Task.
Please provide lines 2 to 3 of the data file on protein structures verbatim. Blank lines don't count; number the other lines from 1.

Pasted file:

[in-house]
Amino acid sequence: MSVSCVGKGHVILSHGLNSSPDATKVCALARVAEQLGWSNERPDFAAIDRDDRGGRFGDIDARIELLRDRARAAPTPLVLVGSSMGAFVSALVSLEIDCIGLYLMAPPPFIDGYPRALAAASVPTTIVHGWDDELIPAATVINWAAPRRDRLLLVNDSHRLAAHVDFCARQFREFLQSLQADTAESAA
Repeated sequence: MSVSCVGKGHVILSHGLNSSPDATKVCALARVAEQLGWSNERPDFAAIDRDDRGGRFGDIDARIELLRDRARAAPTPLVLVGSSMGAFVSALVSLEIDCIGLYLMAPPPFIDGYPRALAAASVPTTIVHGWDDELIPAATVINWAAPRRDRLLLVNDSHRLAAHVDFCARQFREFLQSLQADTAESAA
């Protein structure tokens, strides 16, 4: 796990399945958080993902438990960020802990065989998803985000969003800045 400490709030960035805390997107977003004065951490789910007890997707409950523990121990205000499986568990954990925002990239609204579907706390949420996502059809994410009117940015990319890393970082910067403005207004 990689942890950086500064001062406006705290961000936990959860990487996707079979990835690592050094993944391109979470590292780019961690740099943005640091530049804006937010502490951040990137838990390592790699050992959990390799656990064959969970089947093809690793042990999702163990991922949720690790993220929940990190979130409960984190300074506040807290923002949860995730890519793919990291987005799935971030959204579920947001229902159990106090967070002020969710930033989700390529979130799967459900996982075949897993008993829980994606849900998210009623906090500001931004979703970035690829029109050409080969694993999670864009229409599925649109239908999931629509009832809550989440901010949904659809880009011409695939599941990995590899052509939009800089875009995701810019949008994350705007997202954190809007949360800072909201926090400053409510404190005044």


Amino acid sequence: MSVSCVGKGHVILSHGLNSSPDATKVCALARVAEQLGWSNERPDFAAIDRDDRGGRFGDIDARIELLRDRARAAPTPLVLVGSSMGAFVSALVSLEIDCIGLYLMAPPPFIDGYPRALAAASVPTTIVHGWDDELIPAATVINWAAPRRDRLLLVNDSHRLAAHVDFCARQFREFLQSLQADTAESAA
Repeated sequence: MSVSCVGKGHVILSHGLNSSPDATKVCALARVAEQLGWSNERPDFAAIDRDDRGGRFGDIDARIELLRDRARAAPTPLVLVGSSMGAFVSALVSLEIDCIGLYLMAPPPFIDGYPRALAAASVPTTIVHGWDDELIPAATVINWAAPRRDRLLLVNDSHRLAAHVDFCARQFREFLQSLQADTAESAA